In this series we’ll reflect on the Advent Scriptures in the Revised Common Lectionary as a way of enabling us to celebrate the birth of Christ.
3 I thank my God in all my remembrance of you, 4 always in every prayer of mine for you all making my prayer with joy, 5 because of your partnership in the gospel from the first day until now. 6 And I am sure of this, that he who began a good work in you will bring it to completion at the day of Jesus Christ. 7 It is right for me to feel this way about you all, because I hold you in my heart, for you are all partakers with me of grace, both in my imprisonment and in the defense and confirmation of the gospel. 8 For God is my witness, how I yearn for you all with the affection of Christ Jesus. 9 And it is my prayer that your love may abound more and more, with knowledge and all discernment, 10 so that you may approve what is excellent, and so be pure and blameless for the day of Christ, 11 filled with the fruit of righteousness that comes through Jesus Christ, to the glory and praise of God. (Phil. 1:3-11 ESV)
Once again the lectionary calls us to remember that the Christ who came at Christmas will come again. Twice in our text Paul writes of “the day of Christ.” We are to live with our eyes on that horizon. We celebrate Jesus’ first coming. We anticipate his second coming.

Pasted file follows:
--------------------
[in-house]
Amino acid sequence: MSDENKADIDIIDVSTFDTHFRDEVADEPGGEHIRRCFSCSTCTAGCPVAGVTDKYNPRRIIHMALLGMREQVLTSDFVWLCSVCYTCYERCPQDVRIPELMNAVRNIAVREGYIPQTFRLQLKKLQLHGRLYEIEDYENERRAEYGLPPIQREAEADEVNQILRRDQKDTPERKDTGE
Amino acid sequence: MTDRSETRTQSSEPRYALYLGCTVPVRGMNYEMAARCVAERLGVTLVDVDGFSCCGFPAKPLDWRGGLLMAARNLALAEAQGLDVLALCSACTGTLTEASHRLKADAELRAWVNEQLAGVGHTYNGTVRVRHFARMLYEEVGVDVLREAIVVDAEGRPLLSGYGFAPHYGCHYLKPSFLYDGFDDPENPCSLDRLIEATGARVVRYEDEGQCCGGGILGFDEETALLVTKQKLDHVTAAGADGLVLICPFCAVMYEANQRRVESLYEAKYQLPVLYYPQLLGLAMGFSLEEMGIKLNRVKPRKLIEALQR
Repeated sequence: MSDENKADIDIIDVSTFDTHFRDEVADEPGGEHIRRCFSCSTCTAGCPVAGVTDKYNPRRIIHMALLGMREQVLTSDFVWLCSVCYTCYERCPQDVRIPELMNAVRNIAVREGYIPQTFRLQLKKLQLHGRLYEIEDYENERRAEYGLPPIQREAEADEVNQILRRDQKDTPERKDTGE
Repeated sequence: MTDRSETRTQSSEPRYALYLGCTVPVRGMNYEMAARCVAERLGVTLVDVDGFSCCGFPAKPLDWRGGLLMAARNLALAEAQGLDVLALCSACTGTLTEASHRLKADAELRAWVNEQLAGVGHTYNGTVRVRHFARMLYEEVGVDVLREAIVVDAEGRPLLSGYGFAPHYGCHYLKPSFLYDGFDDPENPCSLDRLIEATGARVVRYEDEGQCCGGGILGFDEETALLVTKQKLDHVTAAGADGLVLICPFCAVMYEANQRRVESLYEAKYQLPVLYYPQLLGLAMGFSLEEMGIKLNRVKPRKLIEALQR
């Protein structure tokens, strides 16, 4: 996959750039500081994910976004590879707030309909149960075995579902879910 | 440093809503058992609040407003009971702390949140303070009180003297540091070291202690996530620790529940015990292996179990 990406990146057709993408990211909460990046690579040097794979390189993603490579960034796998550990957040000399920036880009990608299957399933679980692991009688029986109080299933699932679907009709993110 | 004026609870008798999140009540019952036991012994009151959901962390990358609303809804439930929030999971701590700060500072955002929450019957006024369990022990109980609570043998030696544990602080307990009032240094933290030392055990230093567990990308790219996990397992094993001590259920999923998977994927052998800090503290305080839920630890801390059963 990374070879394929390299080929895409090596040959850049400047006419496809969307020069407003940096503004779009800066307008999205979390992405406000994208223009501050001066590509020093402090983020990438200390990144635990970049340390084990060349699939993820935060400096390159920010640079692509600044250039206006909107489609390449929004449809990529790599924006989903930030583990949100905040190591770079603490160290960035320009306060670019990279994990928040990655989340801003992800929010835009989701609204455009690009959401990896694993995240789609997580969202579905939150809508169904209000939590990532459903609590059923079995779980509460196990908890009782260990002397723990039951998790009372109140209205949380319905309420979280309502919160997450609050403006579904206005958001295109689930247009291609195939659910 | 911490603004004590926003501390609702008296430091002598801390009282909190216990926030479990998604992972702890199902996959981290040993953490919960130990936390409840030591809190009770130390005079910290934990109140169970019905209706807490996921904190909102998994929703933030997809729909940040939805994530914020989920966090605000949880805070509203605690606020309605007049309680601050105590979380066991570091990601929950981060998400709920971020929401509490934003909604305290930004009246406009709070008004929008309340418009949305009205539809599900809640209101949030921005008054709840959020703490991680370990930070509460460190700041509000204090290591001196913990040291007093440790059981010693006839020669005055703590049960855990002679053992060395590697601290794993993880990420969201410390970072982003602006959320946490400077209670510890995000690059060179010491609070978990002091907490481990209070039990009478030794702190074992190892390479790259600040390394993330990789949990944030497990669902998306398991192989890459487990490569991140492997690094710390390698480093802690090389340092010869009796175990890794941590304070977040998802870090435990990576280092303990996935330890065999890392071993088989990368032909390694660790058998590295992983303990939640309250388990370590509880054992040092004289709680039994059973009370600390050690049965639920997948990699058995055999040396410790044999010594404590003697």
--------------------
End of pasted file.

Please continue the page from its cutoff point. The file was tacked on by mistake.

Specifically, Paul urges us to remember that “he who began a good work in you will bring it to completion at the day of Jesus Christ.” We find courage and comfort in knowing that the one who first resided in a humble manger now resides in our hearts and is hard at work transforming us.
But how does he do this? John Ortberg writes that the answer to the question is found in the sailboat.
Imagine that the shoreline on the opposite side of a lake represents the you you long to be. The fully grown and fully mature and fully transformed you. The you, as Paul writes, “filled with the fruit of righteousness” and having a love that abounds “more and more.” How do you get to that shore?
You could jump onto a raft and assume that God’s going to do all the work for you. But you’d just end up drifting aimlessly.
Alternatively, you could jump into a rowboat and assume that you alone must do all the work. So you row and row, but eventually you burn out.
What you need is a sailboat. Sailing is not easy. It still requires intense effort. But ultimately, the wind carries you to the other shore. You and the wind co-labor.
In the same way, Paul envisions us and God working together to achieve true life-change.
How’s your sailing?